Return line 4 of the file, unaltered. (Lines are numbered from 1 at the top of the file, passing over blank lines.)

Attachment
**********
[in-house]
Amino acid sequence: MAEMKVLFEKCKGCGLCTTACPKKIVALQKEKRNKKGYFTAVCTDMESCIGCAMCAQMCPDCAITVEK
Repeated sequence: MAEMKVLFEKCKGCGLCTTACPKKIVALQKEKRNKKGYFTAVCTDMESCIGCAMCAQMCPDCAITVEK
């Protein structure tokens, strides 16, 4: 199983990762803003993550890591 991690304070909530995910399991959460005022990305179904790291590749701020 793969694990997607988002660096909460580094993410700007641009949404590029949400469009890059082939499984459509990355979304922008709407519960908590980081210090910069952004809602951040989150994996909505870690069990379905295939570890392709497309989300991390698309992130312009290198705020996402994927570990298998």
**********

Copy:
């Protein structure tokens, strides 16, 4: 199983990762803003993550890591 991690304070909530995910399991959460005022990305179904790291590749701020 793969694990997607988002660096909460580094993410700007641009949404590029949400469009890059082939499984459509990355979304922008709407519960908590980081210090910069952004809602951040989150994996909505870690069990379905295939570890392709497309989300991390698309992130312009290198705020996402994927570990298998």